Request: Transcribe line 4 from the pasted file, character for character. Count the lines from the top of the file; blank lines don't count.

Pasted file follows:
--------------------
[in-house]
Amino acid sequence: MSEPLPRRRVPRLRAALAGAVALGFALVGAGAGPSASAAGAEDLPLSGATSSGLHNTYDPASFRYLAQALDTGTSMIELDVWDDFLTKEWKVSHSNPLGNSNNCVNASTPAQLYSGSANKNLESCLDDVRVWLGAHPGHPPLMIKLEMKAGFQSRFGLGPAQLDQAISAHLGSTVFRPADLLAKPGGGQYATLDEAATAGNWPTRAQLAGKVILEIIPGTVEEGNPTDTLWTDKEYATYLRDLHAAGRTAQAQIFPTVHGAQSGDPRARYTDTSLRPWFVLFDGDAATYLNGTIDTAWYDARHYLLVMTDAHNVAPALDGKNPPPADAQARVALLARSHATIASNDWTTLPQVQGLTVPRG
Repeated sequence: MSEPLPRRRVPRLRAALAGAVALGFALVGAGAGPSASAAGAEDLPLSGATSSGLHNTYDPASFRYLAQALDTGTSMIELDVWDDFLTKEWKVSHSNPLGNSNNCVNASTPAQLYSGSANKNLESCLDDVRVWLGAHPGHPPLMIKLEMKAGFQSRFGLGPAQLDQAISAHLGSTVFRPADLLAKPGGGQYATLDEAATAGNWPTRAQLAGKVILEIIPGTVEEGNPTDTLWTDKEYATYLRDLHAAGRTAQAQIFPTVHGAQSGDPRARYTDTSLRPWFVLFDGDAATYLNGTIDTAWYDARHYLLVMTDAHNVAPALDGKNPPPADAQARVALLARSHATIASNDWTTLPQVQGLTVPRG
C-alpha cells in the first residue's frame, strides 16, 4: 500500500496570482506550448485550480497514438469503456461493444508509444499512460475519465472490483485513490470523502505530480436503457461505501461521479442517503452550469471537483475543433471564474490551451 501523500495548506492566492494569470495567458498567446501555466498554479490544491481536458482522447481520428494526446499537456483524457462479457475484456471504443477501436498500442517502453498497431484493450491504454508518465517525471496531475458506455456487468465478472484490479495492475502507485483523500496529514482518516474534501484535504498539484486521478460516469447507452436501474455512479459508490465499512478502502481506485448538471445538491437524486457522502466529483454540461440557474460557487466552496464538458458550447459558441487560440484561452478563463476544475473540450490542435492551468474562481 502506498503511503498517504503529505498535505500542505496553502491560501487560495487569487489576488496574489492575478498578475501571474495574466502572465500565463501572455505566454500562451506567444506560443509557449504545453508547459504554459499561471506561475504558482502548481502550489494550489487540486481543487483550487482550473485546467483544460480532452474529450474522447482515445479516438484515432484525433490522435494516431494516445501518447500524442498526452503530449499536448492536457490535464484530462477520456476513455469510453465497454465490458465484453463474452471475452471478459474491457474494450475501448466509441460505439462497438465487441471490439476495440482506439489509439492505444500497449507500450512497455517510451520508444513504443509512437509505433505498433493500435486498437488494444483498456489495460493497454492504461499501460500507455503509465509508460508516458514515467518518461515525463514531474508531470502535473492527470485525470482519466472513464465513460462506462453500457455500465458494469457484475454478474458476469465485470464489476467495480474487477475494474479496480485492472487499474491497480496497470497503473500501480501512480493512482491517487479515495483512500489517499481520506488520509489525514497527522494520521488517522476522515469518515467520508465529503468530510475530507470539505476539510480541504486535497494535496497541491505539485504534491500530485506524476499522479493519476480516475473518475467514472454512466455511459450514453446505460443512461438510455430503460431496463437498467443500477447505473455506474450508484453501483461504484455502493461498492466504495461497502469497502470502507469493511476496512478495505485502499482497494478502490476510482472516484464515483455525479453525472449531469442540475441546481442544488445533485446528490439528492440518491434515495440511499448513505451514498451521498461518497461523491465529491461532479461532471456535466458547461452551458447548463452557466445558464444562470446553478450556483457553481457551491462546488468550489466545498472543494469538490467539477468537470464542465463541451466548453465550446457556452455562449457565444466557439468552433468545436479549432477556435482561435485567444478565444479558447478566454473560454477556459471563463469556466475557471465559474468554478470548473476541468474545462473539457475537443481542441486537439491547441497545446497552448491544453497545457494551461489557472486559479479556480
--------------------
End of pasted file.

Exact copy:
C-alpha cells in the first residue's frame, strides 16, 4: 500500500496570482506550448485550480497514438469503456461493444508509444499512460475519465472490483485513490470523502505530480436503457461505501461521479442517503452550469471537483475543433471564474490551451 501523500495548506492566492494569470495567458498567446501555466498554479490544491481536458482522447481520428494526446499537456483524457462479457475484456471504443477501436498500442517502453498497431484493450491504454508518465517525471496531475458506455456487468465478472484490479495492475502507485483523500496529514482518516474534501484535504498539484486521478460516469447507452436501474455512479459508490465499512478502502481506485448538471445538491437524486457522502466529483454540461440557474460557487466552496464538458458550447459558441487560440484561452478563463476544475473540450490542435492551468474562481 502506498503511503498517504503529505498535505500542505496553502491560501487560495487569487489576488496574489492575478498578475501571474495574466502572465500565463501572455505566454500562451506567444506560443509557449504545453508547459504554459499561471506561475504558482502548481502550489494550489487540486481543487483550487482550473485546467483544460480532452474529450474522447482515445479516438484515432484525433490522435494516431494516445501518447500524442498526452503530449499536448492536457490535464484530462477520456476513455469510453465497454465490458465484453463474452471475452471478459474491457474494450475501448466509441460505439462497438465487441471490439476495440482506439489509439492505444500497449507500450512497455517510451520508444513504443509512437509505433505498433493500435486498437488494444483498456489495460493497454492504461499501460500507455503509465509508460508516458514515467518518461515525463514531474508531470502535473492527470485525470482519466472513464465513460462506462453500457455500465458494469457484475454478474458476469465485470464489476467495480474487477475494474479496480485492472487499474491497480496497470497503473500501480501512480493512482491517487479515495483512500489517499481520506488520509489525514497527522494520521488517522476522515469518515467520508465529503468530510475530507470539505476539510480541504486535497494535496497541491505539485504534491500530485506524476499522479493519476480516475473518475467514472454512466455511459450514453446505460443512461438510455430503460431496463437498467443500477447505473455506474450508484453501483461504484455502493461498492466504495461497502469497502470502507469493511476496512478495505485502499482497494478502490476510482472516484464515483455525479453525472449531469442540475441546481442544488445533485446528490439528492440518491434515495440511499448513505451514498451521498461518497461523491465529491461532479461532471456535466458547461452551458447548463452557466445558464444562470446553478450556483457553481457551491462546488468550489466545498472543494469538490467539477468537470464542465463541451466548453465550446457556452455562449457565444466557439468552433468545436479549432477556435482561435485567444478565444479558447478566454473560454477556459471563463469556466475557471465559474468554478470548473476541468474545462473539457475537443481542441486537439491547441497545446497552448491544453497545457494551461489557472486559479479556480